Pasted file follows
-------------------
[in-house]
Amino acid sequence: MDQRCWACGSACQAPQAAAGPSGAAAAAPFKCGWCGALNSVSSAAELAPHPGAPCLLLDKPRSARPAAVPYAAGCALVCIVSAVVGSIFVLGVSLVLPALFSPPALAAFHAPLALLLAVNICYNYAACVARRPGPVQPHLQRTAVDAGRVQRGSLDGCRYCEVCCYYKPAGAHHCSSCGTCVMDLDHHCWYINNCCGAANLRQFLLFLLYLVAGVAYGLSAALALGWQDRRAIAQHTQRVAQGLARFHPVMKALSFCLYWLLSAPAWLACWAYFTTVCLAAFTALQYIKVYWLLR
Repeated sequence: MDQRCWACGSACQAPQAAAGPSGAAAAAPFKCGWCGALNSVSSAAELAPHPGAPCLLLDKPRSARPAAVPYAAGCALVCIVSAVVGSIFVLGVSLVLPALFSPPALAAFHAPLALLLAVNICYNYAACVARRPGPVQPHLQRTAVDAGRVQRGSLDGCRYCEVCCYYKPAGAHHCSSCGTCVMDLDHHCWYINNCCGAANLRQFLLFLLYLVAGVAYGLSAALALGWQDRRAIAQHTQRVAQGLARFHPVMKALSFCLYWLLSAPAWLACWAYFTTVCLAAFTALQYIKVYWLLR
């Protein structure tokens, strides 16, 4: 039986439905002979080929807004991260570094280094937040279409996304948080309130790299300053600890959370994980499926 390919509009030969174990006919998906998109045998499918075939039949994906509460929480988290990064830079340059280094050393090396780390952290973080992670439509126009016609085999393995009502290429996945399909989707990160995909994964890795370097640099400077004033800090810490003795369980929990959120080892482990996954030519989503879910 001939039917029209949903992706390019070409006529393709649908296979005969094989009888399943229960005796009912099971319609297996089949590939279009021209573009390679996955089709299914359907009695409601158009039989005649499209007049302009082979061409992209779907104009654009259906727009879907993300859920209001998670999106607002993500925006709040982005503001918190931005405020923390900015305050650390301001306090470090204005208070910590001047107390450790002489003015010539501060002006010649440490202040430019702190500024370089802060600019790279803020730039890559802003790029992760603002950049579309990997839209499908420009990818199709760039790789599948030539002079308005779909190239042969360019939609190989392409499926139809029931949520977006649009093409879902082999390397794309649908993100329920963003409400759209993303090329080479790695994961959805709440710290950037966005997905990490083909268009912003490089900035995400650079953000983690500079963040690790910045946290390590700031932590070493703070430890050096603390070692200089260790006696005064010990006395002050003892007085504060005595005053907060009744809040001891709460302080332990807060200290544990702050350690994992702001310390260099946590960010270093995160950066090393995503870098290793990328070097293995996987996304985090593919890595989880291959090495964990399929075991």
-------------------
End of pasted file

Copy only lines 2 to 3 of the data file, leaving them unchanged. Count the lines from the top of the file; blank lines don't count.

Amino acid sequence: MDQRCWACGSACQAPQAAAGPSGAAAAAPFKCGWCGALNSVSSAAELAPHPGAPCLLLDKPRSARPAAVPYAAGCALVCIVSAVVGSIFVLGVSLVLPALFSPPALAAFHAPLALLLAVNICYNYAACVARRPGPVQPHLQRTAVDAGRVQRGSLDGCRYCEVCCYYKPAGAHHCSSCGTCVMDLDHHCWYINNCCGAANLRQFLLFLLYLVAGVAYGLSAALALGWQDRRAIAQHTQRVAQGLARFHPVMKALSFCLYWLLSAPAWLACWAYFTTVCLAAFTALQYIKVYWLLR
Repeated sequence: MDQRCWACGSACQAPQAAAGPSGAAAAAPFKCGWCGALNSVSSAAELAPHPGAPCLLLDKPRSARPAAVPYAAGCALVCIVSAVVGSIFVLGVSLVLPALFSPPALAAFHAPLALLLAVNICYNYAACVARRPGPVQPHLQRTAVDAGRVQRGSLDGCRYCEVCCYYKPAGAHHCSSCGTCVMDLDHHCWYINNCCGAANLRQFLLFLLYLVAGVAYGLSAALALGWQDRRAIAQHTQRVAQGLARFHPVMKALSFCLYWLLSAPAWLACWAYFTTVCLAAFTALQYIKVYWLLR